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Intervention for Verb Argument Structure in Children With Persistent SLI: A Randomized Control Trial.

Author(s): Ebbels SH, van der Lely HK, Dockrell JE

Affiliation(s): Moor House School, Mill Lane, Hurst Green, Oxted, Surrey RH8 9AQ, United Kingdom. E-mail: ebbelss@moorhouseschool.co.uk.

Publication date & source: 2007-10, J Speech Lang Hear Res., 50(5):1330-49.

PURPOSE: The authors aimed to establish whether 2 theoretically motivated interventions could improve use of verb argument structure in pupils with persistent specific language impairment (SLI). METHOD: Twenty-seven pupils with SLI (ages 11;0-16;1) participated in this randomized controlled trial with "blind" assessment. Participants were randomly assigned to 1 of 3 therapy groups: syntactic-semantic, semantic, and control. All pupils received 9 weekly half-hour individual therapy sessions. They were assessed on a specifically designed video test pretherapy, posttherapy, and at follow-up. RESULTS: Pupils receiving the syntactic-semantic and semantic therapies made significant progress (d > 1.0), which was maintained at follow-up and generalized to control verbs. Both therapies improved linking of arguments to syntax, and the syntactic-semantic therapy tended to increase use of optional arguments. Pupils receiving the control therapy made no progress. CONCLUSION: Both methods of argument structure therapy were effective. Comparisons of their effectiveness in specific areas led to the hypotheses that the pupils' initial difficulties with linking resulted from ill-defined semantic representations, whereas their limited use of arguments may have resulted from syntactic difficulties. When therapy is theoretically grounded, it can inform theories, be time limited, and be effective for older children with SLI.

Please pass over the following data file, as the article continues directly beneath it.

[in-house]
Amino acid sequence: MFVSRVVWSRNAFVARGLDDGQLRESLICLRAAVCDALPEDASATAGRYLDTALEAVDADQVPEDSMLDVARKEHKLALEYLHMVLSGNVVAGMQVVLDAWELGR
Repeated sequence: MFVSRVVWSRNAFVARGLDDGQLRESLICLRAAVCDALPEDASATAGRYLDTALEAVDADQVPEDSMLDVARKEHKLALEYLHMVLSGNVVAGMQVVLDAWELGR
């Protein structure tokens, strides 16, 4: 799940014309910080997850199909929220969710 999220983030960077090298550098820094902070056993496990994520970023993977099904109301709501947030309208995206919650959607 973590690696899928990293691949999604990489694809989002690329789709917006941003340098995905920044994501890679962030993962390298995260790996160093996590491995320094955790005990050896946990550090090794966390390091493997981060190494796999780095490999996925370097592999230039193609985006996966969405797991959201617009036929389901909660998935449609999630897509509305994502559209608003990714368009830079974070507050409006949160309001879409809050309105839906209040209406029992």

Page last updated: 2007-10-18

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